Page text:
This summer the Chronicle is bringing you another look at some of the best content of 2019. This story originally ran on April 03, 2019
Gold fever has taken hold in the beekeeping industry.
The value of mānuka honey has led to unprecedented returns on marginal land, in both revenue and land value. Ironically, land once cleared for grazing is now left to revert to gorse and scrub to feed the bees.
Councils too are contributing to the planting of mānuka. In return, landowners are retiring steep or sensitive areas from grazing.
This industry has developed with controversy. We have seen a huge increase in honey related crime, including hive thefts and sabotage. We have also seen neighbours and beekeepers at war.
The insurgence of beekeepers and hives means there is more competition for sites, especially in our district. An escalating issue is boundary stacking: beehives are put on a property to give bees access to neighbouring mānuka. There is outrage that people are making money from a resource that they do not own.
Where there is boundary stacking, bees face increased foraging competition if there are other beehives in the area. Honey yield and quality suffers, so do financial returns. Bee health suffers too. Disease is spread between hives. Tardy beekeeping practices on one side of the fence affect the hives on the other.
Does the law prevent boundary stacking - unfortunately not. The law has not kept pace with the growth of this industry. There is no law which prevents boundary stacking, or specifically limits beehive numbers, in rural areas of our district.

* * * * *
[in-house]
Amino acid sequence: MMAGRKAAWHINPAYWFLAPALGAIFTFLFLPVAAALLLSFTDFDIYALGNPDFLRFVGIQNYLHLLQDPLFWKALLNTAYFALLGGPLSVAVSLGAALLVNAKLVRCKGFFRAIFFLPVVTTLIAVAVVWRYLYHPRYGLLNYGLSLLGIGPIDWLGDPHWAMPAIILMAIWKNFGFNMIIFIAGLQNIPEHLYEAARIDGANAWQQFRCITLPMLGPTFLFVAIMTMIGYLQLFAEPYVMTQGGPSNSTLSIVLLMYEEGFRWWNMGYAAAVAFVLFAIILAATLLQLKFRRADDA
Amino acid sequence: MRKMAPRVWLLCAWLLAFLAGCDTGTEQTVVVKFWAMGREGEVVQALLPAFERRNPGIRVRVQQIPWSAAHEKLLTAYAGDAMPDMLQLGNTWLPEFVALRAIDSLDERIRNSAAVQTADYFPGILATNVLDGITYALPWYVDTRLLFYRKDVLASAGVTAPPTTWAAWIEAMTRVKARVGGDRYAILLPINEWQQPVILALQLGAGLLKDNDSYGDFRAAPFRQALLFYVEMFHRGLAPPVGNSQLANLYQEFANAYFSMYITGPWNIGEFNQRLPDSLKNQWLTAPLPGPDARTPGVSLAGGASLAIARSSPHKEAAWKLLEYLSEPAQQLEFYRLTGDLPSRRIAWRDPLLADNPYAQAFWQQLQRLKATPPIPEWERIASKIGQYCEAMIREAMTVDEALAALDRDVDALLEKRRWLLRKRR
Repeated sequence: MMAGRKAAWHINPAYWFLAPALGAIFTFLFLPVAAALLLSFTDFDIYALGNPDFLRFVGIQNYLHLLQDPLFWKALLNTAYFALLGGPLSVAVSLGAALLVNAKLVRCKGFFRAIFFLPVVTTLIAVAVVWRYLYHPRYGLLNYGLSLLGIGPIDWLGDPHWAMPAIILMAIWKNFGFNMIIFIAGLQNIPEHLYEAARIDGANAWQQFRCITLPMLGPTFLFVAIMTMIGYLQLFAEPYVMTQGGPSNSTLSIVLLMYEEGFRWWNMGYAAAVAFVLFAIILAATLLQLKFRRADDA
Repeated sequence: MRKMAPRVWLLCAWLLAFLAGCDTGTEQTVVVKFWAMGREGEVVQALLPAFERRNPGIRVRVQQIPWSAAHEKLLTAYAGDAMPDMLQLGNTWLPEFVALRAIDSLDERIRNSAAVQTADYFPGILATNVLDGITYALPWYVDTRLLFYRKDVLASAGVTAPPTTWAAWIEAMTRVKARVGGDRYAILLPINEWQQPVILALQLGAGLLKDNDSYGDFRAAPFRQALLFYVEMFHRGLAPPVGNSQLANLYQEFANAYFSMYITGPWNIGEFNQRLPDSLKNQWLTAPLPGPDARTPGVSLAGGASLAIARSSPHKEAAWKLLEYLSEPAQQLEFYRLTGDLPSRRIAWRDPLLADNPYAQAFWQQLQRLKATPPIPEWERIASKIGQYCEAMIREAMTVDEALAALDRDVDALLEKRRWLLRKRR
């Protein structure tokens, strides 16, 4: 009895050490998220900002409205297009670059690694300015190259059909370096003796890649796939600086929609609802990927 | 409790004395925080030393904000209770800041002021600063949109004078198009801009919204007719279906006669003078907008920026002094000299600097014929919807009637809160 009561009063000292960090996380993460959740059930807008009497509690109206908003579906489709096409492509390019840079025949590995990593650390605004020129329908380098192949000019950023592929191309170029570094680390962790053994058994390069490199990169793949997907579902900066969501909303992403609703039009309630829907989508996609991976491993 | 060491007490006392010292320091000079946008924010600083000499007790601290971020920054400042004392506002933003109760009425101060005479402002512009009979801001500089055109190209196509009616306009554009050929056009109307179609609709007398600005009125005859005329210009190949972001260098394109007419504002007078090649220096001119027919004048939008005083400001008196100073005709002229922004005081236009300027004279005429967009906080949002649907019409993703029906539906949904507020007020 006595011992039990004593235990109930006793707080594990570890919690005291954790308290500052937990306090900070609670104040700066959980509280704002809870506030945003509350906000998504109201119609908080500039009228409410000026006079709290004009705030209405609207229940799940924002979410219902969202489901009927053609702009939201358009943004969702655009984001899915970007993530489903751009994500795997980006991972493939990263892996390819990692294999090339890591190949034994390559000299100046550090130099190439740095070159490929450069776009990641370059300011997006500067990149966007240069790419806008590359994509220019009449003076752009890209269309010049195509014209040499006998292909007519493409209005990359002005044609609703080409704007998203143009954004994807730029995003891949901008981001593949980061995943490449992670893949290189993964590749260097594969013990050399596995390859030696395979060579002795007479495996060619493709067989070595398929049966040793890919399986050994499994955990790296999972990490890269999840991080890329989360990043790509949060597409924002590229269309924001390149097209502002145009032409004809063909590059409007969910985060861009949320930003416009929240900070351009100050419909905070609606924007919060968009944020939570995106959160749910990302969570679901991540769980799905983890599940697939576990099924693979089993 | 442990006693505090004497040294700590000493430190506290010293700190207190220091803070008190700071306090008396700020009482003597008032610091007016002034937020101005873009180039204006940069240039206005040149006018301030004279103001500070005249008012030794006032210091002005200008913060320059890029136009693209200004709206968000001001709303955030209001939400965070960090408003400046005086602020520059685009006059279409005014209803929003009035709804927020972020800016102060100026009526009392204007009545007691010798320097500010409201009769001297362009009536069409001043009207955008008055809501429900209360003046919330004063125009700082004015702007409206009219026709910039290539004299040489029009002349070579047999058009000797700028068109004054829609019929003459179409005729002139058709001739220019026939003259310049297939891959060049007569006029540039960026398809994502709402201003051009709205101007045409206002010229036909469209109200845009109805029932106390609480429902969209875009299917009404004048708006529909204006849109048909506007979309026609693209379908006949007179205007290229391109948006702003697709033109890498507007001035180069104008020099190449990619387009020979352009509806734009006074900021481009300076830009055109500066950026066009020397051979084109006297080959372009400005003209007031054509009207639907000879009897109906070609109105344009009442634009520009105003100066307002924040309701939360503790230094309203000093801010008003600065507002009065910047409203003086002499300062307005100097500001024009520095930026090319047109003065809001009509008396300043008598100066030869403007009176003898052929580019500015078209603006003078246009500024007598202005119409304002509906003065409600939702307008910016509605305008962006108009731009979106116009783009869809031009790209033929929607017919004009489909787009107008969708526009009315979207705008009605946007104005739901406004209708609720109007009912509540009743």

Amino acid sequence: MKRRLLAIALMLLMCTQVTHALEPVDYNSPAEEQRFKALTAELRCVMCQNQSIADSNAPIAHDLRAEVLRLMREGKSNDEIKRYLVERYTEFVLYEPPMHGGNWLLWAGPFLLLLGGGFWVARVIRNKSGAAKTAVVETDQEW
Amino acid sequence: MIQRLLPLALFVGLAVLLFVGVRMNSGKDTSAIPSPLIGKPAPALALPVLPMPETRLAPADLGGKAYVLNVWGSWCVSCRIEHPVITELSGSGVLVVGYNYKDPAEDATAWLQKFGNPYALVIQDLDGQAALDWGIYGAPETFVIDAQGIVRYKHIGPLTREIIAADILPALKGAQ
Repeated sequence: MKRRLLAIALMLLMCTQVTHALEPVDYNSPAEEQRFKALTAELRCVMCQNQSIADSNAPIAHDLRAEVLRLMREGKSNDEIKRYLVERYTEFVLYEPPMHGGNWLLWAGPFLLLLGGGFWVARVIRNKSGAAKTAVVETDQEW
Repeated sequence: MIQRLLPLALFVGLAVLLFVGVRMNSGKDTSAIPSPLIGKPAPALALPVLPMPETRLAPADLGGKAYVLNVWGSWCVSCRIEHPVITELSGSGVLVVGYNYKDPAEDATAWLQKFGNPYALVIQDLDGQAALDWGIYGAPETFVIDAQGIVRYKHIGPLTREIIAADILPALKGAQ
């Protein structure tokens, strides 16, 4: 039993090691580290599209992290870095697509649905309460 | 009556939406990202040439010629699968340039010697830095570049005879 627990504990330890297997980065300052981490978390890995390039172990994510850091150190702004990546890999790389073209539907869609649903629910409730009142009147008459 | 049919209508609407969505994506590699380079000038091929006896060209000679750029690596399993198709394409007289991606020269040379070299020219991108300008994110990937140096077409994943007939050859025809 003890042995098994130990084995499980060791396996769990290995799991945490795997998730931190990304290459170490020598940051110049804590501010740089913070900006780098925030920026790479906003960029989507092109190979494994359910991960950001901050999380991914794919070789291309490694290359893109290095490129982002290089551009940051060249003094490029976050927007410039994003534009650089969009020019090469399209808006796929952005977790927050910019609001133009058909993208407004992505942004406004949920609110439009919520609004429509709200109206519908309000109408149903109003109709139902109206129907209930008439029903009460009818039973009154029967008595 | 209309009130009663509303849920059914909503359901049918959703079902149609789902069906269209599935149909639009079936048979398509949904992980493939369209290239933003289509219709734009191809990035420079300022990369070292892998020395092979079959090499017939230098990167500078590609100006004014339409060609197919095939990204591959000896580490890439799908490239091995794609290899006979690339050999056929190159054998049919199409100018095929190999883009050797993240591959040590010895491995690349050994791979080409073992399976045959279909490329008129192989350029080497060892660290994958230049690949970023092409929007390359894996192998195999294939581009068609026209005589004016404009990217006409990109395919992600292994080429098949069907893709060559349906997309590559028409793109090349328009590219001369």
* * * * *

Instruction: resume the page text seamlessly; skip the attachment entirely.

Council bylaws vary between districts. There is a Wanganui District Council bylaw which applies to bees. Its purpose, partly, is to protect the public from nuisance and to protect the health of people and animals (including bees).
Under the bylaw, beehives in rural areas must be at least 40m from the boundary, road side or public place. There are more specific restrictions for beehives in town. Bees can fly up to 5km, so a 40m boundary set back does not prevent boundary stacking.
Under the bylaw beekeepers, and property owners that allow beehives on their property, must ensure that kept bees do not cause a "nuisance" to other people. The term nuisance is defined to mean "offensive or likely to be injurious to health".
Council officers can require the removal of hives which they consider to be dangerous, offensive or likely to injure people. The bylaw has a health and welfare focus. It does not prevent boundary stacking unless the bees or the hives cause health or welfare related issues.
Historically there was a "gentleman's agreement" between beekeepers regarding the distance between beehives. This was a moral obligation rather than a legal one, and is no longer widely observed.
If you are considering putting beehives on your property, ask around. Realistically, how many hives can your property support? It is tempting to be lured into a contract which promises a huge number of hives. Talk to your neighbours.
Could there be a profit sharing arrangement or other commercial solution? Agree on a site with your beekeeper before the hives arrive.
Until boundary stacking is regulated, it is likely that we will see more agreements between landowners and beekeepers which prohibit or limit the number of hives on a property to create buffer zones around mānuka crops. We will also see more hostilities between beekeepers and landowners where agreements cannot be reached.
Without the support of the law, the industry is reliant on people negotiating their way through boundary issues. Communication and negotiation is the best place to start, but it is not always successful. It assumes that everyone is reasonable and will do the right thing.
As the mānuka honey industry continues to grow, the regulation of boundary stacking at a national level has become essential. It is needed to rein in the rogues and opportunists and to provide certainty for people on both sides of the fence.